Death – The Ultimate Equalizer
Of all the types of mental anguish that we humans work so hard to avoid, few are bigger or more persistent than the fear of death. The thought that you and I will someday cease to exist is simultaneously humbling and terrifying. The thought of death is humbling because we realize that while our loved ones may mourn us for a short period after we pass on, life will eventually go on just fine with or without either of us. The thought of death is also petrifying because it could come without warning and there is no playbook that tells any of us how the end will come before it does. Life can end peacefully in one’s sleep after a long well lived life full of love, accomplishments, and relative comfort, or it can end violently right after the pain of a serious car accident, a gunshot wound to the chest, or multiple rounds of chemotherapy and the devastating effect it can have on the body’s biochemistry. Regardless of how death comes to each of us, one thing is for sure… it will eventually visit each and every last one of us.
For the record, I agree with you… when we examine the reality of death with unforgiving clarity and honesty, it can be rather depressing on the surface. Whenever I read something pertaining to the reality of death or the ephemeral nature of life, it all seems a bit hopeless. Why try so hard to be good at anything or to anyone when we are all just going to die and cannot really take anything that we’ve struggled so hard to earn or create with us? Why deprive oneself of all those tasty cheeseburgers and ice cream sundaes in favor of relatively bland salads when we’re all basically in the process of deteriorating and eventually returning to the dust from which we came? While it is hard to fault this line of thinking on the surface, a deeper look at this train of thought reveals that the ephemeral nature of life and the inevitable finality of death should actually serve as a source of inspiration that infuses each of us with a sense of righteous urgency.
On the topic of using the inevitability of death as a motivational tool, the lives of two relatively well known luminaries come to mind as excellent examples – Curtis “50 Cent” Jackson and Steven Paul Jobs.
Curtis “50 Cent” Jackson grew up on the tough streets of southside Queens in New York City. He never got to know his father, and his mother died at a relatively young age due in part to the harshly ruthless nature of her trade. With both parents absent, Curtis was mostly raised by his loving grandmother and like many other households in the ghetto, they struggled to make ends meet. The relative lack of money and the associated struggle to survive that was a prominent part of his early life probably fueled Curtis’ intense desire to do whatever was necessary to break the cycle of poverty once he was old enough to do so. He eventually got involved in the drug scene in New York, selling crack cocaine to a variety of customers including prostitutes and drug fiends. Although his career as a crack cocaine dealer was immensely lucrative, it came with its fair share of trouble in the form of frequent violent confrontations and even some jail time. He eventually decided he’d had enough and transitioned to a career in music. Not long after that decision was made, disaster struck in the form a paid assassin who riddled his body with nine bullets… the intended kill shot piercing right through his jaw. Somehow, Curtis would miraculously survive this attempt on his life and live to continually tell the remarkable tale.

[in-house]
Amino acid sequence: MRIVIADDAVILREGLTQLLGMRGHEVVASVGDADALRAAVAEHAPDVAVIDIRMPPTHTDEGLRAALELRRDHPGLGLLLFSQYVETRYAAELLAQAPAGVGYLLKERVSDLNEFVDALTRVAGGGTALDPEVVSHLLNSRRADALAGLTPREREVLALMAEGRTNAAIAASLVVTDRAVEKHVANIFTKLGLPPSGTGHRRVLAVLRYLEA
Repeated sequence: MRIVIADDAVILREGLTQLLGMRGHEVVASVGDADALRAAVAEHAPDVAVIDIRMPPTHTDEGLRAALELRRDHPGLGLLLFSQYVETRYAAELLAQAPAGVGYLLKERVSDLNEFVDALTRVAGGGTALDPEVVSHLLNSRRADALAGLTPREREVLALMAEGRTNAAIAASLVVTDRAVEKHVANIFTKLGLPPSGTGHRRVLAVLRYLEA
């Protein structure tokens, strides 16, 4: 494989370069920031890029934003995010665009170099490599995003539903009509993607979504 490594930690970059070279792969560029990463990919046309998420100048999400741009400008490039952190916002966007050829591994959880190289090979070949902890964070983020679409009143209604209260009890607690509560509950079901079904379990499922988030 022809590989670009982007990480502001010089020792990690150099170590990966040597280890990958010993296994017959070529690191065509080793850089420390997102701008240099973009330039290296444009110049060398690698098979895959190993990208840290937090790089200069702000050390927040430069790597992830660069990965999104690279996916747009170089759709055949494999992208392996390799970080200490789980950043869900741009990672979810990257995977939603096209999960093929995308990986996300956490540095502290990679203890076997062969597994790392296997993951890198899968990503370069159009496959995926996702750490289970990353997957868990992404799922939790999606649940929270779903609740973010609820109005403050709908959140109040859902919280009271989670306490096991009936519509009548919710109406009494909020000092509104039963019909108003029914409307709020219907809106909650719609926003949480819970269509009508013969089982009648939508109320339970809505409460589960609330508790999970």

Through the intensely painful ordeal of being shot to within an inch of his life, Curtis gained a priceless new perspective – no matter who you are, nothing is promised. This realization gave him an enormous sense of urgency because he all of a sudden internalized the fact that death could come at any moment and thus, it was in his best interest to hurry up and do whatever he wanted to do with his life before the angel of death came calling again. After all, such a ridiculous instance of good fortune (surviving nine bullet wounds) wasn’t likely to repeat itself twice in one lifetime. All of this infused Curtis with an unprecedented surge of motivation to work at a furious pace. As soon as he had recovered well enough, he cut several tracks and orchestrated one of the most well executed mix tape campaigns in recent history. Before long, his music was being played all over the streets in New York city and eventually all over the world.